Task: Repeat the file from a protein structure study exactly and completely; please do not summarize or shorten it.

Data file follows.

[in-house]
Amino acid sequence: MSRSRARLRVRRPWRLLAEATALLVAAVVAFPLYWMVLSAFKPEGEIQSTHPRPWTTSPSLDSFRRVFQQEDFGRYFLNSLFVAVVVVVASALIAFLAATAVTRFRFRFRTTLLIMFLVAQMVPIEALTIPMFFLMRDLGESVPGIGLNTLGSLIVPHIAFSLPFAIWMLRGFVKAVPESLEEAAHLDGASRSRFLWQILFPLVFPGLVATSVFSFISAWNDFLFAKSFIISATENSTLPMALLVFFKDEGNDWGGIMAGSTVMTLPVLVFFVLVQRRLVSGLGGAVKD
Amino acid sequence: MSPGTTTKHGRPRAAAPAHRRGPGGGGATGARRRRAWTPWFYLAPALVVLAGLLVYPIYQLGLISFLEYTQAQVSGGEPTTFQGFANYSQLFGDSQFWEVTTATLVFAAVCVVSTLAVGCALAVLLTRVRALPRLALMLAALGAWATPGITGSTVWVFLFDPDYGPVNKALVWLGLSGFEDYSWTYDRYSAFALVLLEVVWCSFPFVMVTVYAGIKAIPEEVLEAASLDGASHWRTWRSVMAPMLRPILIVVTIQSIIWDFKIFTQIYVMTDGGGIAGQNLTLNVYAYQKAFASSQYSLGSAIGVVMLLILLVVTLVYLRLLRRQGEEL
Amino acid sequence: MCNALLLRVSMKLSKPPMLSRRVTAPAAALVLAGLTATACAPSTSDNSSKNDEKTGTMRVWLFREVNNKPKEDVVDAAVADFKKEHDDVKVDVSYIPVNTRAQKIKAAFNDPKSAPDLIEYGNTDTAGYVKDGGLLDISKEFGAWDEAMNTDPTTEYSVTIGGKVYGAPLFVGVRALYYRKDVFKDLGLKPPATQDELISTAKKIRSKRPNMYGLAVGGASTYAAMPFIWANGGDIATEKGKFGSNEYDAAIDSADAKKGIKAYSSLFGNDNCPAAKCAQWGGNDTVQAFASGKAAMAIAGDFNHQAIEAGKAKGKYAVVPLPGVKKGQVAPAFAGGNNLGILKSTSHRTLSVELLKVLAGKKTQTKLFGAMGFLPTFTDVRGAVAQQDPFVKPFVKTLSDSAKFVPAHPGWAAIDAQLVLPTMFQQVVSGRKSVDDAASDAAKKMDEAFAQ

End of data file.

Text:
[in-house]
Amino acid sequence: MSRSRARLRVRRPWRLLAEATALLVAAVVAFPLYWMVLSAFKPEGEIQSTHPRPWTTSPSLDSFRRVFQQEDFGRYFLNSLFVAVVVVVASALIAFLAATAVTRFRFRFRTTLLIMFLVAQMVPIEALTIPMFFLMRDLGESVPGIGLNTLGSLIVPHIAFSLPFAIWMLRGFVKAVPESLEEAAHLDGASRSRFLWQILFPLVFPGLVATSVFSFISAWNDFLFAKSFIISATENSTLPMALLVFFKDEGNDWGGIMAGSTVMTLPVLVFFVLVQRRLVSGLGGAVKD
Amino acid sequence: MSPGTTTKHGRPRAAAPAHRRGPGGGGATGARRRRAWTPWFYLAPALVVLAGLLVYPIYQLGLISFLEYTQAQVSGGEPTTFQGFANYSQLFGDSQFWEVTTATLVFAAVCVVSTLAVGCALAVLLTRVRALPRLALMLAALGAWATPGITGSTVWVFLFDPDYGPVNKALVWLGLSGFEDYSWTYDRYSAFALVLLEVVWCSFPFVMVTVYAGIKAIPEEVLEAASLDGASHWRTWRSVMAPMLRPILIVVTIQSIIWDFKIFTQIYVMTDGGGIAGQNLTLNVYAYQKAFASSQYSLGSAIGVVMLLILLVVTLVYLRLLRRQGEEL
Amino acid sequence: MCNALLLRVSMKLSKPPMLSRRVTAPAAALVLAGLTATACAPSTSDNSSKNDEKTGTMRVWLFREVNNKPKEDVVDAAVADFKKEHDDVKVDVSYIPVNTRAQKIKAAFNDPKSAPDLIEYGNTDTAGYVKDGGLLDISKEFGAWDEAMNTDPTTEYSVTIGGKVYGAPLFVGVRALYYRKDVFKDLGLKPPATQDELISTAKKIRSKRPNMYGLAVGGASTYAAMPFIWANGGDIATEKGKFGSNEYDAAIDSADAKKGIKAYSSLFGNDNCPAAKCAQWGGNDTVQAFASGKAAMAIAGDFNHQAIEAGKAKGKYAVVPLPGVKKGQVAPAFAGGNNLGILKSTSHRTLSVELLKVLAGKKTQTKLFGAMGFLPTFTDVRGAVAQQDPFVKPFVKTLSDSAKFVPAHPGWAAIDAQLVLPTMFQQVVSGRKSVDDAASDAAKKMDEAFAQ